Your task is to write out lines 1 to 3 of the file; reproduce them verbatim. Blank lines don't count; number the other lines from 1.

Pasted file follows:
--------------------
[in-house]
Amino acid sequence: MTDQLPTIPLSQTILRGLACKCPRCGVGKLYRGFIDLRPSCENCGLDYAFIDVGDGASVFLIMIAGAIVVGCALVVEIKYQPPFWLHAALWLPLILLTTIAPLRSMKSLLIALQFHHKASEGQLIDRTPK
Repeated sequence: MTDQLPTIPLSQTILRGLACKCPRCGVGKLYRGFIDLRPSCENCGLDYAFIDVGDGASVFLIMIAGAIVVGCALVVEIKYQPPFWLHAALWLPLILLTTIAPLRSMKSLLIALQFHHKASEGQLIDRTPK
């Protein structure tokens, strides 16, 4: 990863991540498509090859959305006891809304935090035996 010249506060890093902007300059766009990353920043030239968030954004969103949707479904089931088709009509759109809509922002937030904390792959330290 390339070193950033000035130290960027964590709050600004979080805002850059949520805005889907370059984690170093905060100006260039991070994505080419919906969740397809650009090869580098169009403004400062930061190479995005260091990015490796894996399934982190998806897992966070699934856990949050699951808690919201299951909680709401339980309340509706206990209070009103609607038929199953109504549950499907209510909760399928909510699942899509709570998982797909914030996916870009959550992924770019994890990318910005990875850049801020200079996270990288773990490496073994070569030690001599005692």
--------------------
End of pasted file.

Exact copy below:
[in-house]
Amino acid sequence: MTDQLPTIPLSQTILRGLACKCPRCGVGKLYRGFIDLRPSCENCGLDYAFIDVGDGASVFLIMIAGAIVVGCALVVEIKYQPPFWLHAALWLPLILLTTIAPLRSMKSLLIALQFHHKASEGQLIDRTPK
Repeated sequence: MTDQLPTIPLSQTILRGLACKCPRCGVGKLYRGFIDLRPSCENCGLDYAFIDVGDGASVFLIMIAGAIVVGCALVVEIKYQPPFWLHAALWLPLILLTTIAPLRSMKSLLIALQFHHKASEGQLIDRTPK